An increasing number of small and medium-sized businesses are coming under attack. Yet even as the numbers rise, many SMBs are still unprepared (or under-prepared) at a time when the costs associated with a breach can sink a business. And there are new risks.
Now’s the time to engage your SMB customers in conversation about their security posture. Here are five alarming facts to start with:
#1: More SMBs are experiencing attacks (and sometimes more than one)
Ask your SMB customer if they suffered one or more attacks in the last year.
According to business insurer Hiscox, SMBs are much more likely to have suffered multiple attacks last year and, on average, the number of SMBs that have had an attack has increased 59 percent.
Yet, 66 percent of senior decision-makers at small businesses still believe they’re unlikely to be targeted by online criminals, says Ponemon Institute.
#2: Many SMBs are inadequately prepared for an attack
Ask your SMB customer what steps they’ve taken to protect their business from an attack.
Shockingly, when the risks to SMBs are greater than ever, sixty-two percent said that their firms don't have an up-to-date or active cybersecurity strategy—or any strategy at all.
#3: For some SMBs, the financial loss can be business ending
Ask your SMB customer if they’re financially prepared for the cost of an attack—and what they’re willing to lose if they’re not.
For SMBs that cannot afford the cost of “cleaning up” following an attack, there’s business closure. Consider that twenty-two percent of all SMBs impacted by a ransomware attack had to cease operations immediately.
#4: Weak passwords persist
The “don’t use weak passwords” mantra has been repeated so many times that it’s stunning to find that the top 5 of the 200 most popular passwords that were leaked in data breaches in 2019 were: 12345, 123456, 1234567, test1, and password.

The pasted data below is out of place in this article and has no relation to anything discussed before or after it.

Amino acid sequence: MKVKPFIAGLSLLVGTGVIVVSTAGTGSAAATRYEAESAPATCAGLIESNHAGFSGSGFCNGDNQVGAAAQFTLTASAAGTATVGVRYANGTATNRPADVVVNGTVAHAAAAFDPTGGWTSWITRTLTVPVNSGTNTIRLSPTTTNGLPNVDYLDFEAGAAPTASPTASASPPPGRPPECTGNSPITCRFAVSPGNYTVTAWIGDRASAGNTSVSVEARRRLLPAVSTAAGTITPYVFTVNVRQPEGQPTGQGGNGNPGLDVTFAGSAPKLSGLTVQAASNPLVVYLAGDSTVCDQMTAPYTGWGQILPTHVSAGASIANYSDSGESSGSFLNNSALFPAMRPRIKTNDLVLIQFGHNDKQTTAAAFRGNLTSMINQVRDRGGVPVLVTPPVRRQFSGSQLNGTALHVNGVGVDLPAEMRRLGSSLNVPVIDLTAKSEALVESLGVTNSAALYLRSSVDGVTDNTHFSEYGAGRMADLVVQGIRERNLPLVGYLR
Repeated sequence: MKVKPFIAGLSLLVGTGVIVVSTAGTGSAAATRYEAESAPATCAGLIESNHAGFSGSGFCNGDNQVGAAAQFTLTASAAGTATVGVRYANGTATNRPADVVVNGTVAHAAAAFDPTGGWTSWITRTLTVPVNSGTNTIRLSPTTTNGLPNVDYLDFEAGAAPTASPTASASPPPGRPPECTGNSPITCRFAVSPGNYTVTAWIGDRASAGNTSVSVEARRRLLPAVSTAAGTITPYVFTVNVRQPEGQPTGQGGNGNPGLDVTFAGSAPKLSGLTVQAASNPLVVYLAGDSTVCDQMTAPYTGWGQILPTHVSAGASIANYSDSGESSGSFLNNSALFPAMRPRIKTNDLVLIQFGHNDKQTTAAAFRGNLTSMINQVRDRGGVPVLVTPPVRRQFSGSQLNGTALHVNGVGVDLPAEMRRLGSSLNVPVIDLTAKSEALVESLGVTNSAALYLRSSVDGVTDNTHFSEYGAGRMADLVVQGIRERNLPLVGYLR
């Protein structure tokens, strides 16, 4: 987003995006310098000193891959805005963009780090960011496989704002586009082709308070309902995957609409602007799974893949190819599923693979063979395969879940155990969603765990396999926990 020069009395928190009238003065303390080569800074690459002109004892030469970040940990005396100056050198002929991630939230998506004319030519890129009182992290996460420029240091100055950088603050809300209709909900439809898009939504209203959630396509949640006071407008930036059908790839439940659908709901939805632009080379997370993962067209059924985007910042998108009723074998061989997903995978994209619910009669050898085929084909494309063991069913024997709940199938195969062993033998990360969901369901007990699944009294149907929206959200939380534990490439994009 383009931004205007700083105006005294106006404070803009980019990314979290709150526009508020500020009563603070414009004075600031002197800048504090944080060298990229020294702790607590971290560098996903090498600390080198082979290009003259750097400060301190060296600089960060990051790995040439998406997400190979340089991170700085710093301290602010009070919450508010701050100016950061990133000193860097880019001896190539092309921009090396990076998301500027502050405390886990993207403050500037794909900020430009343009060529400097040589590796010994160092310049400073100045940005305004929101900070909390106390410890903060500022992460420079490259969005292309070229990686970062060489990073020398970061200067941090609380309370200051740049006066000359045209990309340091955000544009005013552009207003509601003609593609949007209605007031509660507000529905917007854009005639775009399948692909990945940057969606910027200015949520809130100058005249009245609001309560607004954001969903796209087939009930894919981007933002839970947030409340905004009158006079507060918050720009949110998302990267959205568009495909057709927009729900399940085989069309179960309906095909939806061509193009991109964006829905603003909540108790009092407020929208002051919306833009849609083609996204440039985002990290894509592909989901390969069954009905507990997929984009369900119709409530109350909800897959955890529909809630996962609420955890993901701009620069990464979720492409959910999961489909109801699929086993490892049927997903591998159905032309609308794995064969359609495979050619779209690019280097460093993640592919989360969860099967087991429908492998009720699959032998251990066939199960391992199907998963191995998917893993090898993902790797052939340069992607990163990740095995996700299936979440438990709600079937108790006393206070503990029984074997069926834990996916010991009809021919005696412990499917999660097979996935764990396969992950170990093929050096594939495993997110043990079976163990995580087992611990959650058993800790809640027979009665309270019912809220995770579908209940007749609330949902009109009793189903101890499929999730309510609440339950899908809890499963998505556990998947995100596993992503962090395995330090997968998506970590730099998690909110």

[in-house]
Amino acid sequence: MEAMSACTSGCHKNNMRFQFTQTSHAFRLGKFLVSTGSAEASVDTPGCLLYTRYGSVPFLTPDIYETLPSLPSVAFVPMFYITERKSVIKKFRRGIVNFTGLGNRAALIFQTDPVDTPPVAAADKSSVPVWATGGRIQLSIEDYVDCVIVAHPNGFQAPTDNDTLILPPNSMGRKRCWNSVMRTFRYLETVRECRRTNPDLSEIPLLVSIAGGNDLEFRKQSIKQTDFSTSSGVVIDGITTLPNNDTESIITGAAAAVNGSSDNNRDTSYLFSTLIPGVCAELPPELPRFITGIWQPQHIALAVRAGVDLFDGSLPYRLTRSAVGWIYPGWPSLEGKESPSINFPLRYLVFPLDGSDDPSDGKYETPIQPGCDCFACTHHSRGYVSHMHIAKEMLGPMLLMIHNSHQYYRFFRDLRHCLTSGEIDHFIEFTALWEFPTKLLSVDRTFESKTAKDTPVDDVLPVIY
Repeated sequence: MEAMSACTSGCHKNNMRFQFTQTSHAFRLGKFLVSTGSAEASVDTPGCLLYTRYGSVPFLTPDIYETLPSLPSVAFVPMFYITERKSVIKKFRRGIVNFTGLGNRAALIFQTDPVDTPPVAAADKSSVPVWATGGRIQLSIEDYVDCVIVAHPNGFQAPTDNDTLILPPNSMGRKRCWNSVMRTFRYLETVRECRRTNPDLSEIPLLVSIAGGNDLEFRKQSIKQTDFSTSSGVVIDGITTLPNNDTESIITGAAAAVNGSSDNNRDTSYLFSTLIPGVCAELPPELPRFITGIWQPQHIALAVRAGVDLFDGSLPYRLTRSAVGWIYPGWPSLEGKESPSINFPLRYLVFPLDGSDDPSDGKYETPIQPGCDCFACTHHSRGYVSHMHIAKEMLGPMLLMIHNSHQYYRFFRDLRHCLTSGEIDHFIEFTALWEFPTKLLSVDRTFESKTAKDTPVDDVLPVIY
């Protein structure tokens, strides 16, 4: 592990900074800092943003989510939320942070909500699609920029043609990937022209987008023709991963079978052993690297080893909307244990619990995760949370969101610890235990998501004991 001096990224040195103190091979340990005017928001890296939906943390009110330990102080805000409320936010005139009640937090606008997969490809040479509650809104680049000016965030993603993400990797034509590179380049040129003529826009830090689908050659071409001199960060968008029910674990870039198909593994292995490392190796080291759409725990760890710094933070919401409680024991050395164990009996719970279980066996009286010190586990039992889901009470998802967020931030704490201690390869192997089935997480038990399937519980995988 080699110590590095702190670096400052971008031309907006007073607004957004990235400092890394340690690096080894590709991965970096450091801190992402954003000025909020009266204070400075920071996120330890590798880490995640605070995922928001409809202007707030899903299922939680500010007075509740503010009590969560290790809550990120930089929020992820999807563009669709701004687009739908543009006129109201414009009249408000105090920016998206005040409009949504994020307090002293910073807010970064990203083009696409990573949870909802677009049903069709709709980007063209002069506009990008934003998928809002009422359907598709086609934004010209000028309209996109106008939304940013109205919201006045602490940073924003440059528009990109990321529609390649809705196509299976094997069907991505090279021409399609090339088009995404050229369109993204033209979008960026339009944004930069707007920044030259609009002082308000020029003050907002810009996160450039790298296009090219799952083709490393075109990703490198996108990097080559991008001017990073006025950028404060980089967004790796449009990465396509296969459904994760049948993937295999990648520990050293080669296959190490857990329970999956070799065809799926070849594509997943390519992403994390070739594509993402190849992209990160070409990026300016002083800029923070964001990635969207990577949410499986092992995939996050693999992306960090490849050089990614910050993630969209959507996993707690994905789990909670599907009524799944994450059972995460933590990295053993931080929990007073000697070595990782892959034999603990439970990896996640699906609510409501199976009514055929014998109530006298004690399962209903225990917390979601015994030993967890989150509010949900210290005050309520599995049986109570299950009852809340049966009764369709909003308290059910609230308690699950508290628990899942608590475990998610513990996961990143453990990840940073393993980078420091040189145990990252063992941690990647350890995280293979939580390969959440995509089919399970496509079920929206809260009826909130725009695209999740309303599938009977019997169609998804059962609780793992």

In fact, it takes the algorithms in a brute force attack less than hour to “guess” any password with 8 characters or less—except 8-character passwords with numbers, upper- and lower-case letters, and symbols.
Ask your SMB customers what their password policies are—and how many characters their end-users’ passwords contain.
#5: Remote workers bring new vulnerabilities
Ask your SMB customer how many employees are now working remotely and what the weakest link is when it comes to endpoints.
The Ponemon survey indicated that fifty-six percent of SMBs said that mobile devices and laptops were their most vulnerable endpoints, an increase of 13 percent over 2017.
Now, with more people working from home and accessing the corporate network, those vulnerabilities have only increased. SMBs have become a prime target of malicious actors who know all too well that home networks lack the defenses of corporate networks and security practices are minimal.
Start the security conversation with your SMB customers today. Download this whitepaper to talk about best practices that your customers can begin to put in place to guard against cyberattacks. Or visit techdata.com/security.
About the Author
Julie Wagoner has 10+ experience in marketing/communications, specifically in social media, content strategy and web. For the past year, she worked in social media for the MGM Grand Resort in Las Vegas but previously she worked for Tech Data/Avnet for over 7 ½ years in various positions including leading the companies social media strategy and managing the Authority Blog.